As you may have noticed, we are having a very wet spring here in Northeast Kansas. While the yards are greening up and flowers are blooming, you may have also noticed a thriving slug population in your gardens and flower beds. What are these slimy things, and what do I do about them?

Slugs are mollusks, in the same family as oysters or clams, and are basically snails without a shell. These destructive pests have been known to devour your bulbs, vegetables, annuals, perennials, shrubs and more. One of their favorite snacks seems to be hostas. Thick leafed hostas tend to be a bit more slug resistant than thin leafed. Slugs are nocturnal and have the ability to destroy a seedling overnight. They hang out under mulch, in between boards and under various weeds and debris during the day, and require moisture to move around. This is why we see so many signs of them after a rain or during particularly humid nights. Slugs use a radula, a mouth covered in small teeth, to chew herbaceous plants, fruit on the ground and seedlings. The damage they cause is identifiable by the irregular shaped holes in the leaves they chew on.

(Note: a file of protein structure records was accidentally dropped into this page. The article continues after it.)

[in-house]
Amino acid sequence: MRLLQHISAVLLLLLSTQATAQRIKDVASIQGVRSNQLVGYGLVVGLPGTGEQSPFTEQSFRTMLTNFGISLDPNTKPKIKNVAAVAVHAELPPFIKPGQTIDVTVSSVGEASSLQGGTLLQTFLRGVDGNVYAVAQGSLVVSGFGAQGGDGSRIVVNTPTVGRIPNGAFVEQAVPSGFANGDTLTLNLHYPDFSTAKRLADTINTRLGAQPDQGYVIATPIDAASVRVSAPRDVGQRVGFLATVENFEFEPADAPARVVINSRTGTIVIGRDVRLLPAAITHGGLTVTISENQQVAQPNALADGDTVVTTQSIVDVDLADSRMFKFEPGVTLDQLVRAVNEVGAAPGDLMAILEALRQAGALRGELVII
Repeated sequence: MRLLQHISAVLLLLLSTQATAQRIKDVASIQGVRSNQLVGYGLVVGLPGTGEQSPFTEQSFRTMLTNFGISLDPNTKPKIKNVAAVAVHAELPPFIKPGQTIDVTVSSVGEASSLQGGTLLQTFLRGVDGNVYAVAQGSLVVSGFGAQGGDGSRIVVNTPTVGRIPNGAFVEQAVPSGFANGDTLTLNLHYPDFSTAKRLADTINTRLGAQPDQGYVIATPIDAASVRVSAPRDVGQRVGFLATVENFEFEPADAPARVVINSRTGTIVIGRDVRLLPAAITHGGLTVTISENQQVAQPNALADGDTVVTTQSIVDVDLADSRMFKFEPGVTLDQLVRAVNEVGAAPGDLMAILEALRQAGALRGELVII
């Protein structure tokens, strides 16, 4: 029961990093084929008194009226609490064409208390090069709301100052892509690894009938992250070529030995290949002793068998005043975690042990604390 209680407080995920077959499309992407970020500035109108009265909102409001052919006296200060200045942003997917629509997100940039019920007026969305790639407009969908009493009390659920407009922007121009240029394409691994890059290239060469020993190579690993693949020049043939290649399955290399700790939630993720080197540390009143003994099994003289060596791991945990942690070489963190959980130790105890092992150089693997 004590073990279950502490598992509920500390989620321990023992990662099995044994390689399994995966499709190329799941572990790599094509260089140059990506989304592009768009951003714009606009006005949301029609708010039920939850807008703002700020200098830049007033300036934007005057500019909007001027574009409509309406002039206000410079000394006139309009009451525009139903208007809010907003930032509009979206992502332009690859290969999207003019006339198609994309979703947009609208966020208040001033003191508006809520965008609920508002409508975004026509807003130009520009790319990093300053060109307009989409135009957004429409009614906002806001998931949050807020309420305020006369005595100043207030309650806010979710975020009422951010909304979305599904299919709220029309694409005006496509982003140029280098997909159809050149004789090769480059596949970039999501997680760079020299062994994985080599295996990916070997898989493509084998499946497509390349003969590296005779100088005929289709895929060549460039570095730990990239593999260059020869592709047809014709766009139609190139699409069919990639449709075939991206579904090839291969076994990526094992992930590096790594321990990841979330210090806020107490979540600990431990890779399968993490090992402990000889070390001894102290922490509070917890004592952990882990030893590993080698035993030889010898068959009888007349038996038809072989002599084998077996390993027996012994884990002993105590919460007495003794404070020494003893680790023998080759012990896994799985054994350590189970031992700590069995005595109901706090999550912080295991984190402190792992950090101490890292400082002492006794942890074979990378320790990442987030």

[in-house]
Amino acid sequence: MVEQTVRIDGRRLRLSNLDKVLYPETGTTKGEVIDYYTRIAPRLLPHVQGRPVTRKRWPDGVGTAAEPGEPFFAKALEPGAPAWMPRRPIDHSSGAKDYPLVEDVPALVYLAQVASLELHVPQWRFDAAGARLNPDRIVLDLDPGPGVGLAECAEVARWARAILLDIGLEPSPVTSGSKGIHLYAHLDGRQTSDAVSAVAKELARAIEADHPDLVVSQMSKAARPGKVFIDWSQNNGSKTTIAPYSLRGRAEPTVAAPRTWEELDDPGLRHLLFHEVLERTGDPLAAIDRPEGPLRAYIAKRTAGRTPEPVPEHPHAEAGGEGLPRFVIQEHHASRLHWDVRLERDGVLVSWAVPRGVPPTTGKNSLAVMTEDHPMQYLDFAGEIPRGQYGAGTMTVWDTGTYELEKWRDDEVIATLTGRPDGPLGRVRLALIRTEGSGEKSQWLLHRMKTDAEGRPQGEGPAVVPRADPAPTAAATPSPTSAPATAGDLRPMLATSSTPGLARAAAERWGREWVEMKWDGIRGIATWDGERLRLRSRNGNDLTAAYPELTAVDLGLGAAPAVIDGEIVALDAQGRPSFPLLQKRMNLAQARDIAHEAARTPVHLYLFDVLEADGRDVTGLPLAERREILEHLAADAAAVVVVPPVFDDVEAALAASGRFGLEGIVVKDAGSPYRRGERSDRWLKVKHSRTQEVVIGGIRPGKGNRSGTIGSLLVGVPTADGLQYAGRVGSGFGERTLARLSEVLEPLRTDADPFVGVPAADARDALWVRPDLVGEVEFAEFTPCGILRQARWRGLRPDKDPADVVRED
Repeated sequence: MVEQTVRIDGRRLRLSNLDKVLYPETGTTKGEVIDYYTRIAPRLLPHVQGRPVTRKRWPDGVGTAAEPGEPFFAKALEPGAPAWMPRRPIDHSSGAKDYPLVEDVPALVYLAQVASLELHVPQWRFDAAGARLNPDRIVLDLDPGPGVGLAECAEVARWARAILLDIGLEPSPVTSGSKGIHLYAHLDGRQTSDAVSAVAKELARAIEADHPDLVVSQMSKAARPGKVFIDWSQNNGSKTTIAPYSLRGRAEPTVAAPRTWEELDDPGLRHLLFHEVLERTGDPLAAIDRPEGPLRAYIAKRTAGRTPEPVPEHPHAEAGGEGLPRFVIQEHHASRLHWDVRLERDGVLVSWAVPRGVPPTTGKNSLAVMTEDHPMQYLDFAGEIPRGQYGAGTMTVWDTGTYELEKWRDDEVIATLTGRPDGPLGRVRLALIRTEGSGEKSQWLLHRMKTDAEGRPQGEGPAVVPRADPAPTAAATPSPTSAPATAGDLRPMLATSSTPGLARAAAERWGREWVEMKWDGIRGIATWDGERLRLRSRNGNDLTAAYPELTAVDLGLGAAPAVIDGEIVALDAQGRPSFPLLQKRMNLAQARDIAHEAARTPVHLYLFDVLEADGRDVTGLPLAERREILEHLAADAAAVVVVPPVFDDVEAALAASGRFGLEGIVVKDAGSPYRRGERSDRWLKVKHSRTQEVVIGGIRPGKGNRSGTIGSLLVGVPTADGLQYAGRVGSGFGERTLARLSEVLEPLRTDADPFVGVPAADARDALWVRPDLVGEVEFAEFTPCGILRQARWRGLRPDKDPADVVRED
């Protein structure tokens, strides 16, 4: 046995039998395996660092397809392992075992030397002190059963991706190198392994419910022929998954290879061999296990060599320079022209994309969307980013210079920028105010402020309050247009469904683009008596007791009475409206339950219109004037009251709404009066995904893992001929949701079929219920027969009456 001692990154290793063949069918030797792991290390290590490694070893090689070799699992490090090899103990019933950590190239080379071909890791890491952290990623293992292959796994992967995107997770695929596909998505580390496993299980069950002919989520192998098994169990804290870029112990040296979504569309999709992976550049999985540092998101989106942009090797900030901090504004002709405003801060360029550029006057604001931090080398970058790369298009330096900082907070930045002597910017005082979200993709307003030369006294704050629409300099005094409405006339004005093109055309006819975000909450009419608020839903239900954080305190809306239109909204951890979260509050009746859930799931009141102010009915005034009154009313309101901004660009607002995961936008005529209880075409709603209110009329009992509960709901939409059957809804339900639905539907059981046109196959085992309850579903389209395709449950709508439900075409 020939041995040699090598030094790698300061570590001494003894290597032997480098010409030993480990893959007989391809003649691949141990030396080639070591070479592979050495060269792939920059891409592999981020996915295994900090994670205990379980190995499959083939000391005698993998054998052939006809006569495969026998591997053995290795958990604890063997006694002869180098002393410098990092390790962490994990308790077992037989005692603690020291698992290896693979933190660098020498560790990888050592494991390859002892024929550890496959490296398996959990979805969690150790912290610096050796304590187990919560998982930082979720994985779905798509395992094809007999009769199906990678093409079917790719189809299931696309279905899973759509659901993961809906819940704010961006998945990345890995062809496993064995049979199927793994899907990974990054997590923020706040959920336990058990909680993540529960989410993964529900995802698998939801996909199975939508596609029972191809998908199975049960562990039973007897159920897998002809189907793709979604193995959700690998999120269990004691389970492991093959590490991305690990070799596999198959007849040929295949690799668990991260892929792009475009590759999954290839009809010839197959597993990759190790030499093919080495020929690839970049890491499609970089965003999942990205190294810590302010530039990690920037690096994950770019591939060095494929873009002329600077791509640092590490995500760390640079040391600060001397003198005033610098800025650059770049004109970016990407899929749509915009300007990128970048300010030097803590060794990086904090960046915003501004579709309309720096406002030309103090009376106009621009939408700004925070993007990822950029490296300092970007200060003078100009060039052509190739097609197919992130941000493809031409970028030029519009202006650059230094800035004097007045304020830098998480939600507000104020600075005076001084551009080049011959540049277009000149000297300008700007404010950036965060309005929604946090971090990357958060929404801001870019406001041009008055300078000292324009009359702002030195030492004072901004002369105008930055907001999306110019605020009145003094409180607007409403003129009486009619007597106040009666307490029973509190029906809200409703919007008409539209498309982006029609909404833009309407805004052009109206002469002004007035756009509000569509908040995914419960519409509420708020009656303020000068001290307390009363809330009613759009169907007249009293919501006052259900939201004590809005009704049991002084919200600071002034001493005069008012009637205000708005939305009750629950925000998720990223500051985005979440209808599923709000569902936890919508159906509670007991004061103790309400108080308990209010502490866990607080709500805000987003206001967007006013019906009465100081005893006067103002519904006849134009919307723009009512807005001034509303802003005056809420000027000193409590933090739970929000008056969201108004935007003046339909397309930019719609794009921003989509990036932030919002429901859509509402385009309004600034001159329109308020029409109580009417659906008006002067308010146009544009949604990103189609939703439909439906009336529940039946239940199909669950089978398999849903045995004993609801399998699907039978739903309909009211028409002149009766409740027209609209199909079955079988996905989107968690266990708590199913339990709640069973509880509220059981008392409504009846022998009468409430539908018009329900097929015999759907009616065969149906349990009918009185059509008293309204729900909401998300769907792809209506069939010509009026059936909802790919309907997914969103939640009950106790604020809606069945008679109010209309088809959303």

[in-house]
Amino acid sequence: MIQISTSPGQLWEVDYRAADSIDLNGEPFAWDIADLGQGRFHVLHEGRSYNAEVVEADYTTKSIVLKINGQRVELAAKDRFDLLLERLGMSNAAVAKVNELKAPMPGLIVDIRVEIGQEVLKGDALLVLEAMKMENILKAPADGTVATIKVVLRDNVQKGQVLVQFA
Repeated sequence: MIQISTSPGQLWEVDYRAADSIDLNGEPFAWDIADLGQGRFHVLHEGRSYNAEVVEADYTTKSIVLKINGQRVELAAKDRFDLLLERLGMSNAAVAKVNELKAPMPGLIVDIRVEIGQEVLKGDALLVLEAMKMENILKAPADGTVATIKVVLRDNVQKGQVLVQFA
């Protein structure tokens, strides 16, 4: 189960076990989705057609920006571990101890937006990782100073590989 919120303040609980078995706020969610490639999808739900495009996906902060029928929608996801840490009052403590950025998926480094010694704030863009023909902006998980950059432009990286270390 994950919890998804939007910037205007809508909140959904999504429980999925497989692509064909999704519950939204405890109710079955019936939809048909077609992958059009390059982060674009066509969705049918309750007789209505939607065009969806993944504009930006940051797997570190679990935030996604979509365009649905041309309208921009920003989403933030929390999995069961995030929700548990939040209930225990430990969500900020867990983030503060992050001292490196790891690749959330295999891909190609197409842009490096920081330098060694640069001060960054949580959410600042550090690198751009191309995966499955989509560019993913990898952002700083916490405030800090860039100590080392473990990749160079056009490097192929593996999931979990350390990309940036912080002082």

There are several options for getting rid of slugs, and a few suggestions for reducing the risk of slug habitation. We offer Hi-Yield Slug and Snail Bait, Sluggo, and Diatomaceous Earth in our garden store. The Slug and Snail Bait temporarily paralyzes the slug until it dries out from the sun.   With Sluggo, the snail takes the bait to its hiding place and within 2-6 days, it dies. It can be used in organic garden, and is safe for use around kids and pets. Diatomaceous Earth is a natural approach to killing slugs. Also known as insect dust, it causes the slugs to dehydrate. Do not breathe it in as it can be harmful to your lungs. Each of these has a different approach to killing slugs, but should have the same results in the end. Some people have also found that collecting slugs and dropping them in soapy water or creating beer traps have also been effective for slug eradication.   On the other hand, watering in the morning as opposed to the evening can create less of an appealing environment for slugs. Also, removing as much debris and potential hiding places for slugs altogether is another approach.

Remember, while slugs will always be something that we have to deal with, there are effective ways to keep them from ruining all of our hard work in our gardens and flower beds. And as in most situations, the earlier we detect their presence, the sooner we can work to limit the damage they do.